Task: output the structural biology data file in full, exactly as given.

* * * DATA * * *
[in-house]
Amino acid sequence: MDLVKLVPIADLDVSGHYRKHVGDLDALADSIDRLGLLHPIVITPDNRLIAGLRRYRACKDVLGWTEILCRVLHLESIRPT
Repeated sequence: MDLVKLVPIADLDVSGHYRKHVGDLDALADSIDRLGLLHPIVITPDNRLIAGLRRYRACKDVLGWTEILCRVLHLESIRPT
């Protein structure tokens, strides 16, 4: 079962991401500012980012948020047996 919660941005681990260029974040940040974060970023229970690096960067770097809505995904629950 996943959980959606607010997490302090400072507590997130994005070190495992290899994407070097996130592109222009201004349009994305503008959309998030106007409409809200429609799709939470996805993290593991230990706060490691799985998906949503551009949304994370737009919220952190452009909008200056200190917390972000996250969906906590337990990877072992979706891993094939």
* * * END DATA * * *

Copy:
[in-house]
Amino acid sequence: MDLVKLVPIADLDVSGHYRKHVGDLDALADSIDRLGLLHPIVITPDNRLIAGLRRYRACKDVLGWTEILCRVLHLESIRPT
Repeated sequence: MDLVKLVPIADLDVSGHYRKHVGDLDALADSIDRLGLLHPIVITPDNRLIAGLRRYRACKDVLGWTEILCRVLHLESIRPT
């Protein structure tokens, strides 16, 4: 079962991401500012980012948020047996 919660941005681990260029974040940040974060970023229970690096960067770097809505995904629950 996943959980959606607010997490302090400072507590997130994005070190495992290899994407070097996130592109222009201004349009994305503008959309998030106007409409809200429609799709939470996805993290593991230990706060490691799985998906949503551009949304994370737009919220952190452009909008200056200190917390972000996250969906906590337990990877072992979706891993094939």